Janelle Monae's Message To Black Women: 'We Are Not Receptacles...We Birthed This Nation'

Photo by Earl Gibson III/Getty Images for Essence
The actress, who was honored with the Breakthrough Award at ESSENCE's Black Women In Hollywood event, gave an emotional speech that uplifted Black women and affirmed their role in this nation.

Janelle Monae may have scored roles in two films nominated for Oscars this year — the critically acclaimed Moonlight and the box-office breaking Hidden Figures – but it was her acceptance speech at ESSENCE's 10th Annual Black Women In Hollywood event that, for the budding actress, truly highlighted the role of Black women.

Related: This Photo Of Past And Present 'Black Women in Hollywood' Honorees Is Black Girl Magic Personified 

Accepting the Breakthrough Award, Monae faced a crowd of past and present honorees to deliver a speech that celebrated service to others, invoking the late Shirley Chisholm who once said "service is the rent that you pay for room on this earth."

"You are all my community, this is my community. I’m constantly thinking how can I be of service, what can I do," she said. "My way of giving back has been through the arts."

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But she reminded the crowd to protect their magic, to know their worth in a political and social climate that will often tell Black women otherwise. 

"Black women, the world must continue to know that we are not your expectations. We are not your receptacles. We are not your objects, but yet subjects to study. It was Black women like Katherine Johnson, Dorothy Vaughan and Mary Jackson that took you to space. We did that."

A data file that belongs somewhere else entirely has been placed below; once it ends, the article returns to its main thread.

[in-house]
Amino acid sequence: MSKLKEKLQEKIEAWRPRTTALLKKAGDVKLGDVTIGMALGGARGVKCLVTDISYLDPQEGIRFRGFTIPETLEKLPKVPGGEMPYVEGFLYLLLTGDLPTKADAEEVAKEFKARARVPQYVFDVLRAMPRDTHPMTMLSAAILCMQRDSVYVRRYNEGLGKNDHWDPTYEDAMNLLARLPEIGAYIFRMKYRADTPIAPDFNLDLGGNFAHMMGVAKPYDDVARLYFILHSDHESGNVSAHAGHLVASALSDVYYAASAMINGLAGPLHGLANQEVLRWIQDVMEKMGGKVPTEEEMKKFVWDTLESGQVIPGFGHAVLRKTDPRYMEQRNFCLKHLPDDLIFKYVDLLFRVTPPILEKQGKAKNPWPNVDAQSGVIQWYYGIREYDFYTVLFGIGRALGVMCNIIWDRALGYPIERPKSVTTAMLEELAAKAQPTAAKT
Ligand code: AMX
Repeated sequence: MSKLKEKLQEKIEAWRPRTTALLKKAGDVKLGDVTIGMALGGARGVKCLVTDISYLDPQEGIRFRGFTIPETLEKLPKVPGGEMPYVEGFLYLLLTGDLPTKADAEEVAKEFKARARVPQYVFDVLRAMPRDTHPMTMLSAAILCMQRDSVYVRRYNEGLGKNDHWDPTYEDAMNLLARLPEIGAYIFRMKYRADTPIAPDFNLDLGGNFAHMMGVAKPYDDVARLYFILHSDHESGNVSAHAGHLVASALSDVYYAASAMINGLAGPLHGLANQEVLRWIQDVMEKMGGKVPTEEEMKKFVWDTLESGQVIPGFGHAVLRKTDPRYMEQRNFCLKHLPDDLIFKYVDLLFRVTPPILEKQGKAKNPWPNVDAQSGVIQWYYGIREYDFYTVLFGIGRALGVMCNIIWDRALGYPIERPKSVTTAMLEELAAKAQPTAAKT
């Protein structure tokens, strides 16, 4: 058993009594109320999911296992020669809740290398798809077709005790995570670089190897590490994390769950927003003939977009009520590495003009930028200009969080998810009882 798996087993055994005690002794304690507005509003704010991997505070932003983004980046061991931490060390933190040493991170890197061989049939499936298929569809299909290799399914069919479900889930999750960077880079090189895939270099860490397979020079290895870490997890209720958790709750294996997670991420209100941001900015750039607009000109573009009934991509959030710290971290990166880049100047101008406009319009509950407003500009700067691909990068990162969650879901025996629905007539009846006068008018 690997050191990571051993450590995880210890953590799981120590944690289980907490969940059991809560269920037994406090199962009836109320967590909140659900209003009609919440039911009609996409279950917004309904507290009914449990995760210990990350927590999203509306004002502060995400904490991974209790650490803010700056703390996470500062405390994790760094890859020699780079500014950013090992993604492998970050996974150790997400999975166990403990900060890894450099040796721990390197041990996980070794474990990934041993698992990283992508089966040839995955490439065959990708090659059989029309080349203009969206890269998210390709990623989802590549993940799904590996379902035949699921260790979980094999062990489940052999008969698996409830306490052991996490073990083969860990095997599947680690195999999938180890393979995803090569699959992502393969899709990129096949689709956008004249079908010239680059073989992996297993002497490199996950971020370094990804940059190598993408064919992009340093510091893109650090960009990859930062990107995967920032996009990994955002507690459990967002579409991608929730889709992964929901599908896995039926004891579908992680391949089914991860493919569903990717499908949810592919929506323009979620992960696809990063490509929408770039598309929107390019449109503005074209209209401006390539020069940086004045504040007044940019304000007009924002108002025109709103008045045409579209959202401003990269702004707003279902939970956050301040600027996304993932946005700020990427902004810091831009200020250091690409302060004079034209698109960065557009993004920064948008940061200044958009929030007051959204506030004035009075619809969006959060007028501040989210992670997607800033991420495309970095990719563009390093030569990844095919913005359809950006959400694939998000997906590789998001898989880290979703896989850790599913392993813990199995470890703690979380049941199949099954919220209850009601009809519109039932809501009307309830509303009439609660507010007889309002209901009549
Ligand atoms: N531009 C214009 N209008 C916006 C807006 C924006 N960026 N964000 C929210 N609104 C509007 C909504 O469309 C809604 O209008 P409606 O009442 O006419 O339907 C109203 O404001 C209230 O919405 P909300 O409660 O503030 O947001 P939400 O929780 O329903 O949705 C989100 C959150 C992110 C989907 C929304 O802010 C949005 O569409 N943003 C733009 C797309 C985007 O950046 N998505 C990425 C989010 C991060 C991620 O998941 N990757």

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"We’ve birthed this nation, we helped contribute to some of the greatest, American, extraordinary things that have happened here in this nation. We have been the backbones in communities from the ghetto to Silicon Valley. We are not monolithic. We’re multi-dimensional and we have a right to have our stories told."

The 31-year-old artist — who plays NASA engineer Mary Jackson in Hidden Figures and Theresa, the caring girlfriend of drug dealer Juan in Moonlight — was inspired by good friend Pharrell Williams to take on Hollywood. 

"Not everybody can do fashion, film and music. If you're good at it, you can turn that [versatility] into an art form that you share with the world. Janelle is a shining example," Williams once said of Monae.

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